The speed at which an earthquake rupture propagates affects its energy balance and ground shaking impact. Dynamic models of supershear earthquakes, which are faster than the speed of shear waves, often start at subshear speed and later run faster than Eshelby’s speed. Here we present robust evidence of an early and persistent supershear rupture at the sub-Eshelby speed of the 2018 magnitude 7.5 Palu, Indonesia, earthquake. Slowness-enhanced back-projection of teleseismic data provides a sharp image of the rupture process, along a path consistent with the surface rupture trace inferred by subpixel correlation of synthetic-aperture radar and satellite optical images. The rupture propagated at a sustained velocity of 4.1 km s–1 from its initiation to its end, despite large fault bends. The persistent supershear speed is further validated by seismological evidence of far-field Rayleigh Mach waves. The unusual features of this earthquake probe the connections between the rupture dynamics and fault structure. An early supershear transition could be promoted by fault roughness near the hypocentre. Steady rupture propagation at a speed unexpected in homogeneous media could result from the presence of a low-velocity damaged fault zone.
Access optionsAccess options
Subscribe to Journal
Get full journal access for 1 year
only $15.58 per issue
All prices are NET prices.
VAT will be added later in the checkout.
Rent or Buy article
Get time limited or full article access on ReadCube.
All prices are NET prices.
The ALOS-2 original data can be obtained from JAXA. Derived pixel offset maps can be obtained from the authors. Copernicus Sentinel images are available at no cost from the Copernicus Open Access Hub (https://scihub.copernicus.eu/). PlanetScope images are available from Planet Labs (https://www.planet.com/). The broadband seismograms are accessed from IRIS (www.iris.edu) data centres for the Australian and Alaskan networks, from ORFEUS (www.orfeus-eu.org) for the Turkish network, from GEONET (www.geonet.org.nz) for the New Zealand network and from Hi-net (http://www.hinet.bosai.go.jp) for the Japan network. The earthquake catalogues are obtained from the USGS NEIC (http://earthquake.usgs.gov). The background topography and bathymetry used in our figures are provided by the NOAA National Center for Environmental Information (https://www.ngdc.noaa.gov/mgg/global/etopo1sources.html). The USGS W-phase solution can be accessed at https://earthquake.usgs.gov/earthquakes/eventpage/us1000h3p4/moment-tensor. The computer code for back-projection is available upon request to L.M.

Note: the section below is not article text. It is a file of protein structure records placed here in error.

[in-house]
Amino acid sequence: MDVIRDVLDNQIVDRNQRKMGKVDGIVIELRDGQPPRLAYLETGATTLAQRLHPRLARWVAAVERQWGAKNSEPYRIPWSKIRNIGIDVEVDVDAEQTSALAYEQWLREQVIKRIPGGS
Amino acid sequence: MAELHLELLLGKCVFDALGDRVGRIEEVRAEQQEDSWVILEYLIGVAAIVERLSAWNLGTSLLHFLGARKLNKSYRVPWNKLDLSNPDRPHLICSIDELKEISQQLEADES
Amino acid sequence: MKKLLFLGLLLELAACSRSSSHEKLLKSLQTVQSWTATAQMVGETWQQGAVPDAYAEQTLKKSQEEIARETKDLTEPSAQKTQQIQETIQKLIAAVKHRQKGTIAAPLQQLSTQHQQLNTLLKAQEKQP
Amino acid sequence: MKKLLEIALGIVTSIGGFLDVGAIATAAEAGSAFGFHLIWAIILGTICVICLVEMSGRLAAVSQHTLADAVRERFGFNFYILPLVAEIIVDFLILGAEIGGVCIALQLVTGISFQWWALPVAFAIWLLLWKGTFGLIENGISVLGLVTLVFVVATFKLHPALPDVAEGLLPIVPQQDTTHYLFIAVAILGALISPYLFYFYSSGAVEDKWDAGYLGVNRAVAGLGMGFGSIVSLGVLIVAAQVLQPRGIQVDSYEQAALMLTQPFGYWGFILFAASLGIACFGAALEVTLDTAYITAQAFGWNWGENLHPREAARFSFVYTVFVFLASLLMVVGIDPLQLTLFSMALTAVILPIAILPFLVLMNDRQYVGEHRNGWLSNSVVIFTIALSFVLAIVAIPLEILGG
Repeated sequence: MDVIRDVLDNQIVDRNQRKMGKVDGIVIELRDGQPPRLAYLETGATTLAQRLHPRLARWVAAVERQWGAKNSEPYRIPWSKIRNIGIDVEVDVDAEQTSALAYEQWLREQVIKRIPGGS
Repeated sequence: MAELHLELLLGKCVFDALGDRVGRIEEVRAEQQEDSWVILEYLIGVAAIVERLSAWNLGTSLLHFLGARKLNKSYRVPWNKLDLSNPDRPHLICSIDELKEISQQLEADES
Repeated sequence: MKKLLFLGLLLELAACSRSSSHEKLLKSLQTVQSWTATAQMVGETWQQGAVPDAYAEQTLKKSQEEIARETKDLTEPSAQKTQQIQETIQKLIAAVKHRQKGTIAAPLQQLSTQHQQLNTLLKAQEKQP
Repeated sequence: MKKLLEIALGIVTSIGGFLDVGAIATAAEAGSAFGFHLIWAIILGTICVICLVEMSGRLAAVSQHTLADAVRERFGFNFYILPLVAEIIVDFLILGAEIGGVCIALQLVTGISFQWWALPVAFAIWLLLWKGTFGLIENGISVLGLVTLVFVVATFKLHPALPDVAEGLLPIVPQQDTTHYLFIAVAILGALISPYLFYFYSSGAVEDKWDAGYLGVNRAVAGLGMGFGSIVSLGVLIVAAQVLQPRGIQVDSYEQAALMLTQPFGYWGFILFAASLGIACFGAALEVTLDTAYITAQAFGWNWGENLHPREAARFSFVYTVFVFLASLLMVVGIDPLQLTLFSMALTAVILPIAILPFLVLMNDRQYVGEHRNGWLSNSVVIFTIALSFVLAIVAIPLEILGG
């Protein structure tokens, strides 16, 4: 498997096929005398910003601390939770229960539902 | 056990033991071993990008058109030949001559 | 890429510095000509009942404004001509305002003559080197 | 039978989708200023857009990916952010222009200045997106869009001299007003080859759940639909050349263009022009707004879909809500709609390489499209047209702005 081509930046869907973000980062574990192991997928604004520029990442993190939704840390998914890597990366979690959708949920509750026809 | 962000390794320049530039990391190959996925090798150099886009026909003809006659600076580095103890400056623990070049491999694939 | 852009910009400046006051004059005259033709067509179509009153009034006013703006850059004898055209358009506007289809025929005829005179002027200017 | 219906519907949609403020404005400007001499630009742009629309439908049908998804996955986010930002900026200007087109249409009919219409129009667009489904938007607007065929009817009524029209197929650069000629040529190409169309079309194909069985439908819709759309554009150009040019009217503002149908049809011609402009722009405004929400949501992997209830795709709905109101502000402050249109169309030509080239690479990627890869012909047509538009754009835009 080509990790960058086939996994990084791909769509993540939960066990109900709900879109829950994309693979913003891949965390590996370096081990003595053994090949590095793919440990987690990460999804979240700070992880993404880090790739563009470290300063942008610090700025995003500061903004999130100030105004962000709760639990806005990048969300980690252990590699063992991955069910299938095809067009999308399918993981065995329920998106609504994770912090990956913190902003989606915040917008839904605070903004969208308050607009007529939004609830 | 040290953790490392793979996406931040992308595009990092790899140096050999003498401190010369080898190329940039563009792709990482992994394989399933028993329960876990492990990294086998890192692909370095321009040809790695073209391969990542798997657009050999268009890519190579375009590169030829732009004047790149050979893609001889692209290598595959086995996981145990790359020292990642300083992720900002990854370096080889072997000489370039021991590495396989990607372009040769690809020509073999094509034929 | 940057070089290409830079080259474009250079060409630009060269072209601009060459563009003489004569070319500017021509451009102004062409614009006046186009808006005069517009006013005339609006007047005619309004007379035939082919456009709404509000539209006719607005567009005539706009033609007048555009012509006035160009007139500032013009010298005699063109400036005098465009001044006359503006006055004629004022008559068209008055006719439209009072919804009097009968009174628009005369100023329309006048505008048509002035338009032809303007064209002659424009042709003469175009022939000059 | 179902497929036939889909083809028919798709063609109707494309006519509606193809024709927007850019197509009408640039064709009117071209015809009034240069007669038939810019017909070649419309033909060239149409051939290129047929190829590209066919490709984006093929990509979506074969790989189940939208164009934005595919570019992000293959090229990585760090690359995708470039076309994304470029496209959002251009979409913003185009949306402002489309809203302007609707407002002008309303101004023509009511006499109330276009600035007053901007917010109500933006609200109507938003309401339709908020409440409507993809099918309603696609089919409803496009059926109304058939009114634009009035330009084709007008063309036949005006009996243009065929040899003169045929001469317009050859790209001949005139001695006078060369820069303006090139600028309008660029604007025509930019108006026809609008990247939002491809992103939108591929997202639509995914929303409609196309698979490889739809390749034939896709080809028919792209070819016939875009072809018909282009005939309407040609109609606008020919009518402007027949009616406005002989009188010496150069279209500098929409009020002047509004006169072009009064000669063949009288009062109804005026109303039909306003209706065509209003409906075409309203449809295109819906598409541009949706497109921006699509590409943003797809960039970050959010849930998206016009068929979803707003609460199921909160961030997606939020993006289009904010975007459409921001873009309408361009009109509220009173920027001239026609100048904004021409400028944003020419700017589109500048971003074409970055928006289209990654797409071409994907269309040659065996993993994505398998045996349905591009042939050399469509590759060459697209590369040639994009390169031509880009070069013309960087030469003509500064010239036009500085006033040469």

Publisher’s note: Springer Nature remains neutral with regard to jurisdictional claims in published maps and institutional affiliations.
Burridge, R. Admissible speeds for plane‐strain self‐similar shear cracks with friction but lacking cohesion. Geophys. J. R. Astronom. Soc. 35, 439–455 (1973).